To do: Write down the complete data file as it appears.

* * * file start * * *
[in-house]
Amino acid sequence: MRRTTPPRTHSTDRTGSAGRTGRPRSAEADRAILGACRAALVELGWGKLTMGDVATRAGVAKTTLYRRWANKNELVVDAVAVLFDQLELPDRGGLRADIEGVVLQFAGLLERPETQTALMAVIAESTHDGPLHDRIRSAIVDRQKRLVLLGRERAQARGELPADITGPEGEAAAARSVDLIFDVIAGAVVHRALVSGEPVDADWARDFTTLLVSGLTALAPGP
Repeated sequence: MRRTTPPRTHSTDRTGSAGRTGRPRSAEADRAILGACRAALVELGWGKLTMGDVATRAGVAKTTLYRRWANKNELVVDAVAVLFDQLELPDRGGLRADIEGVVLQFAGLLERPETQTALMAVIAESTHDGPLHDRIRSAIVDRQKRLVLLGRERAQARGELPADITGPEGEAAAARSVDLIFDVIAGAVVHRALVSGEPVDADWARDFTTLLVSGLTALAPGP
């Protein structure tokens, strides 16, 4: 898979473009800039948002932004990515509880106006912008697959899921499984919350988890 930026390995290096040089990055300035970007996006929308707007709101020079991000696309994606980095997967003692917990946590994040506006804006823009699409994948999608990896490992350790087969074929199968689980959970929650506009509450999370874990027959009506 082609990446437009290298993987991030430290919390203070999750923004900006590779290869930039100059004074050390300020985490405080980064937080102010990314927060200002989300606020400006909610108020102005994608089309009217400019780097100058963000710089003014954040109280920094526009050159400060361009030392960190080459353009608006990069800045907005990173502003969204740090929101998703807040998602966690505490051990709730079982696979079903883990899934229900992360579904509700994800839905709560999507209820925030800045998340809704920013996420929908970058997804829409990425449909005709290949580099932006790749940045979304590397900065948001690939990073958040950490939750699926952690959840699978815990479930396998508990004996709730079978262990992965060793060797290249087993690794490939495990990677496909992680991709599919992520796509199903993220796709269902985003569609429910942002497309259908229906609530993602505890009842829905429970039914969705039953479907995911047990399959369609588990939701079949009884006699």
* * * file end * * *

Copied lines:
[in-house]
Amino acid sequence: MRRTTPPRTHSTDRTGSAGRTGRPRSAEADRAILGACRAALVELGWGKLTMGDVATRAGVAKTTLYRRWANKNELVVDAVAVLFDQLELPDRGGLRADIEGVVLQFAGLLERPETQTALMAVIAESTHDGPLHDRIRSAIVDRQKRLVLLGRERAQARGELPADITGPEGEAAAARSVDLIFDVIAGAVVHRALVSGEPVDADWARDFTTLLVSGLTALAPGP
Repeated sequence: MRRTTPPRTHSTDRTGSAGRTGRPRSAEADRAILGACRAALVELGWGKLTMGDVATRAGVAKTTLYRRWANKNELVVDAVAVLFDQLELPDRGGLRADIEGVVLQFAGLLERPETQTALMAVIAESTHDGPLHDRIRSAIVDRQKRLVLLGRERAQARGELPADITGPEGEAAAARSVDLIFDVIAGAVVHRALVSGEPVDADWARDFTTLLVSGLTALAPGP
């Protein structure tokens, strides 16, 4: 898979473009800039948002932004990515509880106006912008697959899921499984919350988890 930026390995290096040089990055300035970007996006929308707007709101020079991000696309994606980095997967003692917990946590994040506006804006823009699409994948999608990896490992350790087969074929199968689980959970929650506009509450999370874990027959009506 082609990446437009290298993987991030430290919390203070999750923004900006590779290869930039100059004074050390300020985490405080980064937080102010990314927060200002989300606020400006909610108020102005994608089309009217400019780097100058963000710089003014954040109280920094526009050159400060361009030392960190080459353009608006990069800045907005990173502003969204740090929101998703807040998602966690505490051990709730079982696979079903883990899934229900992360579904509700994800839905709560999507209820925030800045998340809704920013996420929908970058997804829409990425449909005709290949580099932006790749940045979304590397900065948001690939990073958040950490939750699926952690959840699978815990479930396998508990004996709730079978262990992965060793060797290249087993690794490939495990990677496909992680991709599919992520796509199903993220796709269902985003569609429910942002497309259908229906609530993602505890009842829905429970039914969705039953479907995911047990399959369609588990939701079949009884006699």